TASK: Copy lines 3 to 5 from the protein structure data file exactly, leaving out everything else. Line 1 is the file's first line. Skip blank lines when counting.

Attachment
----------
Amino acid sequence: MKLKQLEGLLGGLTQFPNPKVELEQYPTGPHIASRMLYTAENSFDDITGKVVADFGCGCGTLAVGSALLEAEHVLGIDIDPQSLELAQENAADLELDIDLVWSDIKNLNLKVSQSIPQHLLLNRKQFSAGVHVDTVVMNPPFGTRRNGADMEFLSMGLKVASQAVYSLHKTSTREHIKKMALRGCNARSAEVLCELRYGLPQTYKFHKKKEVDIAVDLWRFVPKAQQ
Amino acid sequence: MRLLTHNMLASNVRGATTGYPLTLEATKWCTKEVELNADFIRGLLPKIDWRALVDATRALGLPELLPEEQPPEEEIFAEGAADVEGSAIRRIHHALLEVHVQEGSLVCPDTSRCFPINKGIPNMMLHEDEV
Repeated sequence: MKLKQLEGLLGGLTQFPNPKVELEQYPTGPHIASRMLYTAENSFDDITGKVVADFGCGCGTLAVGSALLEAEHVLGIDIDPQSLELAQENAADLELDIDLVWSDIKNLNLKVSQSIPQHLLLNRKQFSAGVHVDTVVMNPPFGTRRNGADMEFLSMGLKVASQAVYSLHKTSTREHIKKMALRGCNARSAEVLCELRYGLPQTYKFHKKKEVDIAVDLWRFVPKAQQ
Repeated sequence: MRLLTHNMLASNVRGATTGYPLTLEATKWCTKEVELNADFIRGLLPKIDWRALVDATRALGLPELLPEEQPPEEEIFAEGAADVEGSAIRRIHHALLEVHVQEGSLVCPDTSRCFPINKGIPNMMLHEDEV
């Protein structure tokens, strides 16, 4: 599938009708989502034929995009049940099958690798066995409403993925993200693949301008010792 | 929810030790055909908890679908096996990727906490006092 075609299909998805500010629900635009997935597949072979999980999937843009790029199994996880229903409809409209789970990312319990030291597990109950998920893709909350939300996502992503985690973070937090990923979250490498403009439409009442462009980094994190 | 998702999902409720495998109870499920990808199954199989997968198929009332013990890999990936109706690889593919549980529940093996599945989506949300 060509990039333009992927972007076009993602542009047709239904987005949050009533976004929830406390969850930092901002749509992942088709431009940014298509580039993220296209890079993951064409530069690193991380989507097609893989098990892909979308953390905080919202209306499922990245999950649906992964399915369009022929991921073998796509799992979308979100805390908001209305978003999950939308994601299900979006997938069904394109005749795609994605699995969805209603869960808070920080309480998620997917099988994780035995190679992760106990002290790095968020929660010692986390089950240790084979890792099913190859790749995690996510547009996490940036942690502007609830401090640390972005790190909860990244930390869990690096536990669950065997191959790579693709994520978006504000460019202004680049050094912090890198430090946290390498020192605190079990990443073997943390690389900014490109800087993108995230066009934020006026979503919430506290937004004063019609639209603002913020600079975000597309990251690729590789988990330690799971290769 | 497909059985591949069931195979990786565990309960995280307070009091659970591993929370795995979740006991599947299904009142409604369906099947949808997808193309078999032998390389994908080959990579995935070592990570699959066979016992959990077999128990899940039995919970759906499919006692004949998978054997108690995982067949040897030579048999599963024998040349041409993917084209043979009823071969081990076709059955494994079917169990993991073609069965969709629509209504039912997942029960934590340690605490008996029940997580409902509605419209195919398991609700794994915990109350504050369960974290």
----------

Repeated sequence: MKLKQLEGLLGGLTQFPNPKVELEQYPTGPHIASRMLYTAENSFDDITGKVVADFGCGCGTLAVGSALLEAEHVLGIDIDPQSLELAQENAADLELDIDLVWSDIKNLNLKVSQSIPQHLLLNRKQFSAGVHVDTVVMNPPFGTRRNGADMEFLSMGLKVASQAVYSLHKTSTREHIKKMALRGCNARSAEVLCELRYGLPQTYKFHKKKEVDIAVDLWRFVPKAQQ
Repeated sequence: MRLLTHNMLASNVRGATTGYPLTLEATKWCTKEVELNADFIRGLLPKIDWRALVDATRALGLPELLPEEQPPEEEIFAEGAADVEGSAIRRIHHALLEVHVQEGSLVCPDTSRCFPINKGIPNMMLHEDEV
């Protein structure tokens, strides 16, 4: 599938009708989502034929995009049940099958690798066995409403993925993200693949301008010792 | 929810030790055909908890679908096996990727906490006092 075609299909998805500010629900635009997935597949072979999980999937843009790029199994996880229903409809409209789970990312319990030291597990109950998920893709909350939300996502992503985690973070937090990923979250490498403009439409009442462009980094994190 | 998702999902409720495998109870499920990808199954199989997968198929009332013990890999990936109706690889593919549980529940093996599945989506949300 060509990039333009992927972007076009993602542009047709239904987005949050009533976004929830406390969850930092901002749509992942088709431009940014298509580039993220296209890079993951064409530069690193991380989507097609893989098990892909979308953390905080919202209306499922990245999950649906992964399915369009022929991921073998796509799992979308979100805390908001209305978003999950939308994601299900979006997938069904394109005749795609994605699995969805209603869960808070920080309480998620997917099988994780035995190679992760106990002290790095968020929660010692986390089950240790084979890792099913190859790749995690996510547009996490940036942690502007609830401090640390972005790190909860990244930390869990690096536990669950065997191959790579693709994520978006504000460019202004680049050094912090890198430090946290390498020192605190079990990443073997943390690389900014490109800087993108995230066009934020006026979503919430506290937004004063019609639209603002913020600079975000597309990251690729590789988990330690799971290769 | 497909059985591949069931195979990786565990309960995280307070009091659970591993929370795995979740006991599947299904009142409604369906099947949808997808193309078999032998390389994908080959990579995935070592990570699959066979016992959990077999128990899940039995919970759906499919006692004949998978054997108690995982067949040897030579048999599963024998040349041409993917084209043979009823071969081990076709059955494994079917169990993991073609069965969709629509209504039912997942029960934590340690605490008996029940997580409902509605419209195919398991609700794994915990109350504050369960974290």